Emerging as a key central figure in the terrorist super-cell behind the attacks in Brussels and Paris is a pot-bellied militant recruiter who from the sidewalks of Molenbeek convinced young men to bring mayhem to Europe.
The bearded and balding Khalid Zerkani, 42, is behind bars in Belgium appealing a 12-year sentence but his influence was crucial to a vast terror network that would go on to kill more than 160 people in the biggest ever terror attacks on either French or Belgian soil.
"Zerkani perverted a whole generation, particularly in the Maritime neighbourhood of Molenbeek," prosecutor Bernard Michel told a courtroom in February, when Zerkani and 31 others were sentenced for their ties to terrorism inspired by the Daesh group.
"He was active in recruiting, logistics, financial help and even in prison, he encouraged other inmates to take up the jihad banner," Michel said.
Only 13 of defendants were actually present in court in February, with the rest either presumed killed in Syria or more worrying, whereabouts unknown.
In an embarrassment for the Belgian authorities, several of these young men are no longer missing, but actively being hunted by police, having returned from Syria unnoticed to carry out attacks in Europe.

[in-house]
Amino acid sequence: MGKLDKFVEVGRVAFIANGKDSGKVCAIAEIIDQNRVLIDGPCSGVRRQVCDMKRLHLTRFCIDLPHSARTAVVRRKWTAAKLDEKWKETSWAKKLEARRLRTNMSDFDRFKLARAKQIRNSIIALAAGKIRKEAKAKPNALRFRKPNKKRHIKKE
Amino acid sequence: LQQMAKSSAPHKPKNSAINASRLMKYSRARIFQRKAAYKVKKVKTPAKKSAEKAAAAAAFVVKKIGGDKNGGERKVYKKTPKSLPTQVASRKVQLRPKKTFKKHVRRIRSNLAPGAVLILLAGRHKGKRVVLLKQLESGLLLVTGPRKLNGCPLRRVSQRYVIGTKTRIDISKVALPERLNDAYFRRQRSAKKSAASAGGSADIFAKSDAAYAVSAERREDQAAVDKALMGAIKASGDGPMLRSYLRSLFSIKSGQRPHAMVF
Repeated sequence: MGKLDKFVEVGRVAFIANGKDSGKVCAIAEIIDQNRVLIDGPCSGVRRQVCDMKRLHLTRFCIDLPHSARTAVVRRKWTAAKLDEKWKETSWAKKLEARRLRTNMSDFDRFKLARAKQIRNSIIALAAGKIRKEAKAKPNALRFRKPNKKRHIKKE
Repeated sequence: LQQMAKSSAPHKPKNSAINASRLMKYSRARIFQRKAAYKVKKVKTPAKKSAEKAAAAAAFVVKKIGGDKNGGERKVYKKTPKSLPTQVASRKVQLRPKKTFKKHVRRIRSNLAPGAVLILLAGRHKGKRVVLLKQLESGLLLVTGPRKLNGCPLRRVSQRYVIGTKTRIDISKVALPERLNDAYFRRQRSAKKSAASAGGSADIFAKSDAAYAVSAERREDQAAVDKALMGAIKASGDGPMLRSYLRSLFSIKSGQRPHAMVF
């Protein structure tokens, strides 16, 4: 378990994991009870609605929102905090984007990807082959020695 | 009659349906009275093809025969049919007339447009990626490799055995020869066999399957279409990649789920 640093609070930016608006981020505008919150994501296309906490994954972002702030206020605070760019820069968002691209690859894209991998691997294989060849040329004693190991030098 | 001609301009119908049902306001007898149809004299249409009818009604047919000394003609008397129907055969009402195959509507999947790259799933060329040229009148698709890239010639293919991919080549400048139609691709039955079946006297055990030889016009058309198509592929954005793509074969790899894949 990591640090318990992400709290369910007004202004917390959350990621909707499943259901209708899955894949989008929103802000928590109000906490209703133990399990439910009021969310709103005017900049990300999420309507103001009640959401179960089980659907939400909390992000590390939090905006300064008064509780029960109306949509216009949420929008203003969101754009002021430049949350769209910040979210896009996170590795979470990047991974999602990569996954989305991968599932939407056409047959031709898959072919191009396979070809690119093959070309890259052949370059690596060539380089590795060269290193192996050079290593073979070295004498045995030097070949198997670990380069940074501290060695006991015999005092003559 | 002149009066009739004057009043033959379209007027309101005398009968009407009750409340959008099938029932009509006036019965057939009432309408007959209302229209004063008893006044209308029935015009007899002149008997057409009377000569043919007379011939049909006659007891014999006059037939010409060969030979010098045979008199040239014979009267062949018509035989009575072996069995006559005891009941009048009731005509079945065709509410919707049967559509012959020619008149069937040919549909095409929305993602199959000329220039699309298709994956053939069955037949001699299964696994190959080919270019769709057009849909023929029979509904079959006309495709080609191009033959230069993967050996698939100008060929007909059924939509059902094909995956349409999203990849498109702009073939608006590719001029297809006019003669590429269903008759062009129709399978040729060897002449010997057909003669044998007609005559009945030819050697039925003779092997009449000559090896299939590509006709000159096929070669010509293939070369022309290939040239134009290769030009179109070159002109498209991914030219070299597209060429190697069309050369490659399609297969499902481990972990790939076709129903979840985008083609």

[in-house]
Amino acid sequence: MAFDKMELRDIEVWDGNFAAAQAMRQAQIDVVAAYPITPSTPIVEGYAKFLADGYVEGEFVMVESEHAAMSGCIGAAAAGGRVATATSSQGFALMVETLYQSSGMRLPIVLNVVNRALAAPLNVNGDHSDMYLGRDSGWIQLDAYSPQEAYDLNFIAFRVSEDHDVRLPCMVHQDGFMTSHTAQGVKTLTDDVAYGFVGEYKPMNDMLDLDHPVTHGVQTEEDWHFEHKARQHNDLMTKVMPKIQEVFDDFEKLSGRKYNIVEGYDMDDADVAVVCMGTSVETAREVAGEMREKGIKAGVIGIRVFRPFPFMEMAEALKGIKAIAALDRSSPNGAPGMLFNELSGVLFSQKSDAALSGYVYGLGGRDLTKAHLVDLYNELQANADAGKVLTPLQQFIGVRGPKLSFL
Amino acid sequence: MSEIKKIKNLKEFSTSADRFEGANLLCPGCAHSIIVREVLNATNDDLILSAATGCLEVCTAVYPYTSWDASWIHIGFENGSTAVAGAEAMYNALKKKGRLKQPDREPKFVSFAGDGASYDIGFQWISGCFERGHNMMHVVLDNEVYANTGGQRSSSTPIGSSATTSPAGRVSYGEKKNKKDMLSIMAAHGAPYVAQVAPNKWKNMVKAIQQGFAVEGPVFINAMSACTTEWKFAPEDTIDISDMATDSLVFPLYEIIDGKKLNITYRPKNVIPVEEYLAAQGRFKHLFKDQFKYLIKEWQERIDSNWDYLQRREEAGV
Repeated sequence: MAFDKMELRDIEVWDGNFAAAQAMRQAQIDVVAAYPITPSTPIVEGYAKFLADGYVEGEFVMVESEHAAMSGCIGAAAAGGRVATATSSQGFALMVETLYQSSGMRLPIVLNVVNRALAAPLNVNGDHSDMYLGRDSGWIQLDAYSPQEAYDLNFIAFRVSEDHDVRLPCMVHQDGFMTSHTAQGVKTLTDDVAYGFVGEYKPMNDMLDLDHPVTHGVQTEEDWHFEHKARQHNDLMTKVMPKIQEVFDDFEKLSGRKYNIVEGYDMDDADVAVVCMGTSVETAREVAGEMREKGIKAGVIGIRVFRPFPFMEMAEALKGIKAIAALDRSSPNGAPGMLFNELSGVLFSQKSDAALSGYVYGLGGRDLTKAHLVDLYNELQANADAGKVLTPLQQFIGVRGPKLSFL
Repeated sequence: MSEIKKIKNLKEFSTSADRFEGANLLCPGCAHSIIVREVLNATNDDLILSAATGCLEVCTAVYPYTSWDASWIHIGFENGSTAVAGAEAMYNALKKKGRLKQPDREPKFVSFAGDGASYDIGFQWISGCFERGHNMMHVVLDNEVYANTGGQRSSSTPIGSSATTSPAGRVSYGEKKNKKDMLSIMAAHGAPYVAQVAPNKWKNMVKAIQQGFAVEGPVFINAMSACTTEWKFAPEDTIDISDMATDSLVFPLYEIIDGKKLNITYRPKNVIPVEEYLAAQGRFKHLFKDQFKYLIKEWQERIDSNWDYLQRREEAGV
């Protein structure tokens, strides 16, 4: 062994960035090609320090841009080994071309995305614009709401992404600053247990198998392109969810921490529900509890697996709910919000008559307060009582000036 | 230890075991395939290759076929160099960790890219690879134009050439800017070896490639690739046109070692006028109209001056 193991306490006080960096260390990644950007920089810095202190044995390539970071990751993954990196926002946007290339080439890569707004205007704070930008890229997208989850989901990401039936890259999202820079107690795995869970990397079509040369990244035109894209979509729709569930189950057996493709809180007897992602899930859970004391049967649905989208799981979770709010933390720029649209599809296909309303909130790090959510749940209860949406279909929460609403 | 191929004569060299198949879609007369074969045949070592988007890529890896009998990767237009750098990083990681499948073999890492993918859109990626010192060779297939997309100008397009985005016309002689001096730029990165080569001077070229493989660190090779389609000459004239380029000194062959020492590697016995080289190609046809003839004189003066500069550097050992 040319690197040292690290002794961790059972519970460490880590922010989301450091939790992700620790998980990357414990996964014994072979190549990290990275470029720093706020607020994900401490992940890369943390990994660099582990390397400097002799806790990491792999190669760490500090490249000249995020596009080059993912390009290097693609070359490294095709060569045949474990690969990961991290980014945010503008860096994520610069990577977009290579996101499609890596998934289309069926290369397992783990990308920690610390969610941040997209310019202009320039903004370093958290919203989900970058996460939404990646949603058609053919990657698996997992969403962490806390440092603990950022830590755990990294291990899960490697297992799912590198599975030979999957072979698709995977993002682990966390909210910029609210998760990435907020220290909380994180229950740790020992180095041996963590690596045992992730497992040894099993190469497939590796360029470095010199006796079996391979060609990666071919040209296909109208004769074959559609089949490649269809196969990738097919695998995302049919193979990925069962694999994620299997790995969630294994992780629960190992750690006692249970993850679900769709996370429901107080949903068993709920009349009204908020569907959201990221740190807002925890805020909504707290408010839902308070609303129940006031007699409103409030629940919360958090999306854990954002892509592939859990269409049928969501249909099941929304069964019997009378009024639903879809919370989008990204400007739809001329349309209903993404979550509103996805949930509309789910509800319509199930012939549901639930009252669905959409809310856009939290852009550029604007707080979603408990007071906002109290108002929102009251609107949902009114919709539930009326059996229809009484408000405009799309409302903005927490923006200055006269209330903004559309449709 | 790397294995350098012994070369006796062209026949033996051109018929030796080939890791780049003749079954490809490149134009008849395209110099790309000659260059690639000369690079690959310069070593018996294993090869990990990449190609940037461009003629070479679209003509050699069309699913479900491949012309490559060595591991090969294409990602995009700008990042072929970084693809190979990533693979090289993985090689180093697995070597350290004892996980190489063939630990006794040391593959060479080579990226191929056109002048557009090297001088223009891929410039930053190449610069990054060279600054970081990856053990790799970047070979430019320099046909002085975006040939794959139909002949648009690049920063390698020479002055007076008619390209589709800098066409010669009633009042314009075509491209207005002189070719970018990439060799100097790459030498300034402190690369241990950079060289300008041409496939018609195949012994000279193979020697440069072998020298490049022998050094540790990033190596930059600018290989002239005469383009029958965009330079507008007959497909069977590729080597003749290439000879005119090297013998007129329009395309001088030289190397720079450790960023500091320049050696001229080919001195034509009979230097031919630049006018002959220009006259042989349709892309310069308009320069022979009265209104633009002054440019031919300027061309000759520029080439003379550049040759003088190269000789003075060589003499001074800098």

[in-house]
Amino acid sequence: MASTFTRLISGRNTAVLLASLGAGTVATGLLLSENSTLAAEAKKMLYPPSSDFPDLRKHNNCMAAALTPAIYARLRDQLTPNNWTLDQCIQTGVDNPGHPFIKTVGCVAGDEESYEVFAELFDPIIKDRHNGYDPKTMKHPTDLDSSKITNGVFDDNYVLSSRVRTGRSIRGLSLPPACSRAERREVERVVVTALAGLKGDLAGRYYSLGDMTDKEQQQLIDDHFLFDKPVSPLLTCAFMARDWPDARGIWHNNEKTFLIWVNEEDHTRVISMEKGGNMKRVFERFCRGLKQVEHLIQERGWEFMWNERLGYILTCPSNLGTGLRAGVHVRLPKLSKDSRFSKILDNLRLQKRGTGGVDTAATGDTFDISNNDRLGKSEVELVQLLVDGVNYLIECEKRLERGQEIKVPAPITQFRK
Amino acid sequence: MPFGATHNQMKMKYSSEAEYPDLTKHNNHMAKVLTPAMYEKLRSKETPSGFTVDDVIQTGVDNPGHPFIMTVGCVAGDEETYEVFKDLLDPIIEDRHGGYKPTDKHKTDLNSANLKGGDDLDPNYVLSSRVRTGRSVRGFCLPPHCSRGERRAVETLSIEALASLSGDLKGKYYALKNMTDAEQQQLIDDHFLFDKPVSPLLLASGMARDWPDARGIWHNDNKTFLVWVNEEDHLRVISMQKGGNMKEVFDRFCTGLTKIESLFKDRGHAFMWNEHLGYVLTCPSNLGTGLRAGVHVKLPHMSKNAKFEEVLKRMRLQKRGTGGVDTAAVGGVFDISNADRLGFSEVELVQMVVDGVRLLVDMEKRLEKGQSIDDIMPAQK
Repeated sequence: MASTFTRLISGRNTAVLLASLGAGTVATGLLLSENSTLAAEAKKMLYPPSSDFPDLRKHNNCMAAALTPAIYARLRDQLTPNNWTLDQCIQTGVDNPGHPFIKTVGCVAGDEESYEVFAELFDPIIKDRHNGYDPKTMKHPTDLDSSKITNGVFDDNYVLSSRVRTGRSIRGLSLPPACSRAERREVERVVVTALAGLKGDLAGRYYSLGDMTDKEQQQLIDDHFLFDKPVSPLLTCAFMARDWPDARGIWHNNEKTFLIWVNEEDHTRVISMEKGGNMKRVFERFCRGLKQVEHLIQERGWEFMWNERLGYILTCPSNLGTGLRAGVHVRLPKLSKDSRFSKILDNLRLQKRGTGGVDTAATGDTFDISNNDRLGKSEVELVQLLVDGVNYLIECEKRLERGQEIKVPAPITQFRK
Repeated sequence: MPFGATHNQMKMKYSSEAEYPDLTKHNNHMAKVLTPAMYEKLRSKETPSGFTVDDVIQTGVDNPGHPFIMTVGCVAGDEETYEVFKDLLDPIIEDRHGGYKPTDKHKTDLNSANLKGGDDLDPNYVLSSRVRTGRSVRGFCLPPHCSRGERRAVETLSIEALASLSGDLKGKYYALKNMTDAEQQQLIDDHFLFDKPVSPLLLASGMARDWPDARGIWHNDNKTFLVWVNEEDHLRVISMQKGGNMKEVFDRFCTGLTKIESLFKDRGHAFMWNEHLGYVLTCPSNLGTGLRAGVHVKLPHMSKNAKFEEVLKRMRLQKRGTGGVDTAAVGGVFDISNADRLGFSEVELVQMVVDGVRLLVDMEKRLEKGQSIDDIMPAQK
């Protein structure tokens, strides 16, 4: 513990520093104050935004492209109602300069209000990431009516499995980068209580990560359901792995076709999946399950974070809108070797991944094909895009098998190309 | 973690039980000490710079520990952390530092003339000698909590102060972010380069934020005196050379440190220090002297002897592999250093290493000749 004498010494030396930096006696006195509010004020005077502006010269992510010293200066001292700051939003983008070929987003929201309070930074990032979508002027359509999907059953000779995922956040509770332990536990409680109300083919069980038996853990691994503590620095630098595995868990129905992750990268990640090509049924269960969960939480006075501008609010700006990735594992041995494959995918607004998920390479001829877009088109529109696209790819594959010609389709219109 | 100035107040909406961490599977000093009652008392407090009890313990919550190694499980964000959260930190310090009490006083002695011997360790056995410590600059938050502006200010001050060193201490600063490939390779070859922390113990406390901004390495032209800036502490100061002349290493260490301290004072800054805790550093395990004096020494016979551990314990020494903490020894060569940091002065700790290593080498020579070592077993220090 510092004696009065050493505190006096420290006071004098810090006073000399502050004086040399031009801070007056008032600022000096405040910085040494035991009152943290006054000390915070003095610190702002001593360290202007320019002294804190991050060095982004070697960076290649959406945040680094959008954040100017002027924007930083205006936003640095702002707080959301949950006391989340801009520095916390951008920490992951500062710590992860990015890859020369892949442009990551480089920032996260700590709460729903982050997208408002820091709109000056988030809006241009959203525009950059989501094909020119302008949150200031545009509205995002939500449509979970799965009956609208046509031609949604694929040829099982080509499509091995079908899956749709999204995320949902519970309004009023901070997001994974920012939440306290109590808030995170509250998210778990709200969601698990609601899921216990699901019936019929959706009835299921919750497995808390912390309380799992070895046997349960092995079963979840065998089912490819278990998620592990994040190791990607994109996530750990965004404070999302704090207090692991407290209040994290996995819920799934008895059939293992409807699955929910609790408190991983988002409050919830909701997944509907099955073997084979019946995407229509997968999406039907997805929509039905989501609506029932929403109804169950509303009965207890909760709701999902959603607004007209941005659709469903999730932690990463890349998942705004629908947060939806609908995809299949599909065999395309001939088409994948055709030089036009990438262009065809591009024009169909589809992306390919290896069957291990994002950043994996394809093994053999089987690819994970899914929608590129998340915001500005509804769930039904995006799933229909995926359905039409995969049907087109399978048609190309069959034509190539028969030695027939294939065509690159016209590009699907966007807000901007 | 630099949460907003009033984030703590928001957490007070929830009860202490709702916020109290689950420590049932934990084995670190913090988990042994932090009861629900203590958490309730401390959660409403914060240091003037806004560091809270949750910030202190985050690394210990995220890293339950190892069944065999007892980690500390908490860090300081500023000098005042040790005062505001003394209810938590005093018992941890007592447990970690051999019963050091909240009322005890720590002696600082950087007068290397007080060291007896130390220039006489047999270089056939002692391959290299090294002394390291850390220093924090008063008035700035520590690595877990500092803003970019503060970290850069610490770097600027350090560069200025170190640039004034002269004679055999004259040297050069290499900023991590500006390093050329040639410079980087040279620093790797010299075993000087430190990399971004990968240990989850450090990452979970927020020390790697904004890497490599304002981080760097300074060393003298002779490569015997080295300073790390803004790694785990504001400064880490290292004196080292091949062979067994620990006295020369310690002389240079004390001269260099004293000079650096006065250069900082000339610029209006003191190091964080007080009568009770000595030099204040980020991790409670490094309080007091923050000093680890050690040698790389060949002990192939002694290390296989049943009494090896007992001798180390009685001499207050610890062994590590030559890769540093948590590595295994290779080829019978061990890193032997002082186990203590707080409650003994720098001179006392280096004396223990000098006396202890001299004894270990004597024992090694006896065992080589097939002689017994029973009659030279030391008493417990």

Zerkani was born in Zinata, Morocco in 1973 and was arrested by police in 2014 after several years of defying authorities with his off-the-radar recruitment of foreign fighters for Daesh in Syria in gritty Molenbeek.
Belgium is the biggest supplier of foreign Daesh fighters to Syria per capita and Zerkani, until his arrest, was their biggest recruiter, authorities now believe.
Thirty other Zerkani-linked suspects are separately on trial in Brussels, many also with their whereabouts unknown.
Until Tuesday's deadly attacks in Brussels, by far the biggest name on the trial list was Paris attacks ringleader Abdelhamid Abbaoud, who was killed by French police in November.
But now police are taking another look at the Zerkani suspects after suicide-attacker and presumed Paris bomb-maker Najim Laachraoui, 24, blew himself up in Brussels airport on Tuesday.
Also on the list is French national Reda Kriket, 34, who was arrested in a Paris suburb on Thursday, as is Gelel Attar of Molenbeek who was arrested in Morocco in January and was a close friend of Abbaoud and Chakib Akrouh, another of the Paris attackers.
According to people that knew him, Zerkani had a powerful influence on his young recruits, with an undeniable aura that was not discernable to outsiders.
"He's the emir, the leader... He organized meetings in attics several times of week for candidates seeking to leave for Syria" that often included children still toting their school bags, a suspect identified as Yacine E. told investigators in a deposition leaked to Belgian daily La Derniere Heure.
"For Zerkani, Islam requires jihad and armed jihad is the highest form that exists," he added.
But with his long beard and unkept demeanor, he was also nicknamed the militant "Father Christmas" on the streets of Molenbeek and described by one legal source as "smelly" and unimpressive.
Zerkani, also known under the nom de guerre Abu Riad, is still having a pervasive effect on the terror battleground in Europe.
His recruit Kriket, the man arrested on Thursday near Paris, received a 10-year sentence in absentia in the Zerkani trial.
French police said they found explosives in the operation and that Kriket was planning an imminent attack.
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